You’ve got to love the “Berkeley way” of doing things. Not that citizens here think that they’ve really cornered some secret of how to live. They’re just very conscientious and considerate of their place in the world. They live well, but they also let live just as well. Here’s how some things go in Berkeley, and some of the local tips I’m learning as I’m getting myself set up.
Some of my observations of the past 2.5 weeks:
- Very few chain stores and restaurants
- Most restaurants offer vegetarian and vegan options, often with organic and/or locally-sourced ingredients
- City-wide 25 mph speed limit
- Sidewalks on all roads
- Many dedicated and “semi-dedicated” bike lanes.
- Some streets designated as bicycle boulevards have bike lanes, windy roads around random parking spaces, car no-entry barriers, and medians for bicyclists at some stop light intersections.
- Every house has recycling of paper and plastic. Every public trash can has a bottle and can recycling section.
- Every house has compost bins, and they are equally as high as trash and recycling. Recycling bins are as high or higher than trash bins.
- Any large stores or chain stores (e.g., car dealerships, Apple store) are pushed to the periphery of town or neighboring towns.
- Many people buy and sell used goods. Some people prefer cash or check, and a few others prefer non-money exchanges.
And just in general, everyone seems to be friendly and relaxed and have a smile on their face. Certainly, living well is important for the people of Berkeley. The temperate weather must be a contributing factor in all of this.
I feel that being an IT person and living in Berkeley can be compatible things. Here are some suggestions based on what I’ve heard and seen so far.
- The only Berkeley ISP is LMi. They get part of their energy from solar power, and they are involved in the community. They are said to be one of the good ISP’s of North Bay (service and customer service), with the other being Sonic. LMi offers unlimited bandwidth, and their rates do not include any taxes or fees. Their full name is “LAN Minds internet”, and I suppose the pun is intentional.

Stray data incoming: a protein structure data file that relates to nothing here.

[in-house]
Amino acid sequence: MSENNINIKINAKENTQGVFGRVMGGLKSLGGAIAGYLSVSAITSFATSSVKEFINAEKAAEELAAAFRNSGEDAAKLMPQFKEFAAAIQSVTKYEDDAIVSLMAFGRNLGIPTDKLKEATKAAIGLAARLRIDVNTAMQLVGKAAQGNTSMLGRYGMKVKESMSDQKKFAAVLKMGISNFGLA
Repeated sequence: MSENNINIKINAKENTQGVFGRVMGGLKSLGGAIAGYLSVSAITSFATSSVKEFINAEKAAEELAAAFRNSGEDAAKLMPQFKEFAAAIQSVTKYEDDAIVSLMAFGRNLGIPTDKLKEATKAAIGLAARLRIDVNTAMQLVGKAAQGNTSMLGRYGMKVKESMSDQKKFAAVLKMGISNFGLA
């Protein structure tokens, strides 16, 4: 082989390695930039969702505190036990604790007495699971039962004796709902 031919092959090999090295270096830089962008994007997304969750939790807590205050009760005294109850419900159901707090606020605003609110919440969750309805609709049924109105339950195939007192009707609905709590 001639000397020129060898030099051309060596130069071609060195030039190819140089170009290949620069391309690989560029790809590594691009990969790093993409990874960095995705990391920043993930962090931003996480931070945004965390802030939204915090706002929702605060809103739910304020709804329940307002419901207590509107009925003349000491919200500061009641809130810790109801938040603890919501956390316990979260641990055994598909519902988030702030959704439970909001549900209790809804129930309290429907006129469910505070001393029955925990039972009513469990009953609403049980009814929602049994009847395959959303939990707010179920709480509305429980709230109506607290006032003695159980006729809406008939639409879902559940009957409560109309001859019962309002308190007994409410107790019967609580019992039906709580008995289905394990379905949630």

- There are two farmer’s markets in town, on Thursdays (Shattuck and Vine) and Sundays (city hall). As may be true in the rest of the country, the prices are higher for an equivalent quality and freshness elsewhere in town. Instead, Berkeley Bowl is the place to go if you have a car. It has the freshest product at reasonable prices, but the 2 locations are far from the city center. Restauranteurs are said to load up their carts there. A closer alternative for students and North Berkeley residents is Monterey Market, and the prices are reasonable. Andronico’s is another quality grocer, but it is out of my price range. The local convenience store near my apartment has slightly better produce than Andronico’s for significantly better prices. South Asian groceries can be found on University just west of San Pablo.
- I prefer to stay on the economical side of things. By that, I mean student prices. A new startup called Munch On Me (I know, I laughed too!) has very nice deals and serves Berkeley! It actually started with Berkeley, but it has been has been graced by TechCrunch and has something going. The student cheap food spots seem to be: in the vicinity of Shattuck and University, south of campus near Bancroft and Telegraph, and north of campus near Euclid.
- I bought a new mattress at Mattress Discounters — I wanted to be sure it was what worked well for me and was relatively affordable. I’m also unsure of latex foam mattresses, soy-derivative or not. I got a table from Ikea out of an “as-is” table top stickered at $5 (orig. $45) and 4 new table legs. You get what you pay for. I will be on the lookout for coat hangers, a metal pot, a metal pan, and other furniture (bed frame, bookshelf, small table, mini-cabinet) at garage sales. I’m sure more will be had in May when the students leave for the summer. Berkeley Outlet sells quality used office chairs, and they also seem to ensure high standards for what they sell with friendly, courteous service. If I somehow end up unhappy with what I will see at Berkeley Outlet, then I will resort to Interior Motions in Emeryville before traveling far and spending lots for something new.
- Public transportation is reviled in the Bay Area, with every town having its own system. There are regional systems, too, but everything is not integrated. I imagine that integrating transit systems could provide discounts to riders and promote ridership. The Clipper Card only integrates payment systems so that it’s painless to pay (surprise). The BART takes you around East Bay, SF, and some of the peninsula with adequate hours and timings. The CalTrain is a commuter training linking the BART to the Peninsula and South Bay. AC Transit provides buses throughout town and nearby towns, including Oakland and SF. The easiest way to get to the Emeryville corporate shopping district is probably the BART to MacArthur followed by the free Emery Go Round shuttle. I can’t tell if Zipcar or City Car Share is better, but for anyone 25 years old or older needing it for more than 2 hours and with a place to park overnight, renting a car from Enterprise (especially via hotwire.com) is cheaper.